Onion yellow dwarf virus (OYDV) is an economically important pathogen causing severe disease in garlic, onion and other Allium crops. Eleven isolates of OYDV, all from onion originating from Calabria, southern Italy, were genetically analyzed. An OYDV onion isolate from Sudan was also included in this study. The 3’ terminal region of about 2.5 kb of the twelve isolates were sequenced and the sequences comprising a part of the nuclear inclusion a (NIa-Pro), the complete nuclear inclusion b (NIb) and coat protein (CP) genes and the 3’ untranslated region (3’UTR), were compared to each other and to corresponding sequences of other OYDV isolates from different countries and Allium hosts. The within-population nucleotide identity of the Italian OYDV onion isolates was very high (more than 99.3%), whereas nucleotide identity between them and OYDV onion isolates from Germany was 94%, Argentina 92% and Sudan 87%. Recombination analysis among the complete 3’ terminal sequences showed putative recombination breakpoints in the NIb region of the Argentine isolate, with the minor parent related to the Sudanese isolate. Comparison between OYDV isolates from onion and isolates from garlic produced identities of 77-78% for the complete nucleotide region. When the 3’ terminal nucleotide sequence and the complete NIb protein were analyzed, the phylogenetic analysis generated rooted trees with high bootstrap values (100%), showing a genetic grouping into two well separated clades distinctive for onion and garlic isolates of OYDV. Phylogenetic analysis of CP protein and 3’UTR showed lower bootstrap separation values and no distinct sub-grouping of the OYDV isolates from the two major Allium species.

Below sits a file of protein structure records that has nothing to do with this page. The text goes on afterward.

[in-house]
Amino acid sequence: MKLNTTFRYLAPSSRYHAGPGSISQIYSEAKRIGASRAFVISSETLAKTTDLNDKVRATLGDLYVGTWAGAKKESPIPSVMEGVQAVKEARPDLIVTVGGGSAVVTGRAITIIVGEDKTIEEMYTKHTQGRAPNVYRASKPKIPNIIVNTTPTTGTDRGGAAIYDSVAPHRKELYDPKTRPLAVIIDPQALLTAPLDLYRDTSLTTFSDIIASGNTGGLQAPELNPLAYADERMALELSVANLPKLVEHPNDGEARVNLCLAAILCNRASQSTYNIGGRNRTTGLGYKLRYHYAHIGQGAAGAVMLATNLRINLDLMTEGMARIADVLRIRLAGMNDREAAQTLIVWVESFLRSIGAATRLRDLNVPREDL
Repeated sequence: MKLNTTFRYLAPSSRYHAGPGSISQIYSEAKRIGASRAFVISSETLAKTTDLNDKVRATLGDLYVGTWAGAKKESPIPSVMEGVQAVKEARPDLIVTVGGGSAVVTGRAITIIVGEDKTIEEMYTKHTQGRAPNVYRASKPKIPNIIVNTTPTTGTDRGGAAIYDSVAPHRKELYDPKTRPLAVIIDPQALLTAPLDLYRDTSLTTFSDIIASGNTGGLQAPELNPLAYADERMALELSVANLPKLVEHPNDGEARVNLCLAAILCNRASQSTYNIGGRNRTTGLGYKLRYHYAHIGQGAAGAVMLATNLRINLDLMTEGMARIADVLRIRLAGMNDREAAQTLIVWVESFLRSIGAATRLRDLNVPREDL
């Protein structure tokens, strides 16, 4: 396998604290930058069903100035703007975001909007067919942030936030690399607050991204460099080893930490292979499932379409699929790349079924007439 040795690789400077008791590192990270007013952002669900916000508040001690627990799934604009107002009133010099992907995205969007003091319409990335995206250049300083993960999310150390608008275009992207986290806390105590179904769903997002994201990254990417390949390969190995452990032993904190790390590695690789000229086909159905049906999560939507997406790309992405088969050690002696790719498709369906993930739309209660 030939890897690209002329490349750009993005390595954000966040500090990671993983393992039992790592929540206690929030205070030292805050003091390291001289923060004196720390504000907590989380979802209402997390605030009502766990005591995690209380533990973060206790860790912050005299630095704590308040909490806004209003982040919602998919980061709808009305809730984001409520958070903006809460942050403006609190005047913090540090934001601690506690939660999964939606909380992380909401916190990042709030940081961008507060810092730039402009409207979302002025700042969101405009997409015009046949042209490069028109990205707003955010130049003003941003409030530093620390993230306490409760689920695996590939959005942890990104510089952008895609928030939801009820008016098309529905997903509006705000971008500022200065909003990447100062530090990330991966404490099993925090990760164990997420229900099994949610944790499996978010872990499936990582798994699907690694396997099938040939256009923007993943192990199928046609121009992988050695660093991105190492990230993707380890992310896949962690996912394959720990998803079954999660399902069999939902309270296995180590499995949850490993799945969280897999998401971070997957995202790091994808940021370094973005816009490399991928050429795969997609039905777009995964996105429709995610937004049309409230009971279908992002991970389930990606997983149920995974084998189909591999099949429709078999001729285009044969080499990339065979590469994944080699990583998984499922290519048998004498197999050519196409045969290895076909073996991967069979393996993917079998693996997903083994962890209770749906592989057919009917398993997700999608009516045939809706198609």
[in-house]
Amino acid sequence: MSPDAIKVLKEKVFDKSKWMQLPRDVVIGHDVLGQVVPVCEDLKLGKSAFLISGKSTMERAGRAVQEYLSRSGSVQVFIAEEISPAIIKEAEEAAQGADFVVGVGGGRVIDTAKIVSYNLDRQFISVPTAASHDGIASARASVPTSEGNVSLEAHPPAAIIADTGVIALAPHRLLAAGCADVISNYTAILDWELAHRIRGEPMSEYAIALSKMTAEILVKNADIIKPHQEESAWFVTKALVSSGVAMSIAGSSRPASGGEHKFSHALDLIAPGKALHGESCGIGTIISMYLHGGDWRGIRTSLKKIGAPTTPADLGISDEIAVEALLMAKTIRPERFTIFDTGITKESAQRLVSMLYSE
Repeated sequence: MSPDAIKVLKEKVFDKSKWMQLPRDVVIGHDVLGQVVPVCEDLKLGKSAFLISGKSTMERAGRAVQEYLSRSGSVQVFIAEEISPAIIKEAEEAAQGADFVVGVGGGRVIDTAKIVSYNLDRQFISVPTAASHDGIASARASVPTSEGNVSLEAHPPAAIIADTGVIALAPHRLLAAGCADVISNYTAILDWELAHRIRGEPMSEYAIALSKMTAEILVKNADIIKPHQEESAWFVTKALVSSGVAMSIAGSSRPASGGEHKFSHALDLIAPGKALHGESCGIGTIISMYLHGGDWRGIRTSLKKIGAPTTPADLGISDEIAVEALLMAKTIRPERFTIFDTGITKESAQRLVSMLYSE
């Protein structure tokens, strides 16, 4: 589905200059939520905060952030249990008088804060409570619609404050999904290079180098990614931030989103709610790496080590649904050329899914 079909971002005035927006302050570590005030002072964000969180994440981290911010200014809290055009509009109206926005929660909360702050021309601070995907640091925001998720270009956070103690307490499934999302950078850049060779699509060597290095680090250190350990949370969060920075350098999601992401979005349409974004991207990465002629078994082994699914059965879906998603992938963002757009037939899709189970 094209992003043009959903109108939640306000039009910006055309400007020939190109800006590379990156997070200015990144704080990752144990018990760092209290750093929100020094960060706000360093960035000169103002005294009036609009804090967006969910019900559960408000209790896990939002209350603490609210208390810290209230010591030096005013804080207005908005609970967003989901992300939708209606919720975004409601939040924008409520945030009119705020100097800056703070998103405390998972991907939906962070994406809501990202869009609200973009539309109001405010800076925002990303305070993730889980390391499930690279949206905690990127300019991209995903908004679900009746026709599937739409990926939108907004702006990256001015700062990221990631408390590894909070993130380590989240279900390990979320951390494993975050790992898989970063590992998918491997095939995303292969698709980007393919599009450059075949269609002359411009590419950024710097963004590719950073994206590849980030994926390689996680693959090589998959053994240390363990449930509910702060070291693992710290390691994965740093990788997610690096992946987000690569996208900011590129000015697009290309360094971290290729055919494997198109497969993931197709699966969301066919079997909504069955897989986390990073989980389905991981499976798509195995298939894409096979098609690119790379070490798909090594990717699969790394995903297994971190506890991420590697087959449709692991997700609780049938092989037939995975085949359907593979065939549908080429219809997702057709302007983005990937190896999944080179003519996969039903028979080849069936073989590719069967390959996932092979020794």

OYDV; Allium cepa; molecular characterization; NIb and CP proteins; 3’UTR region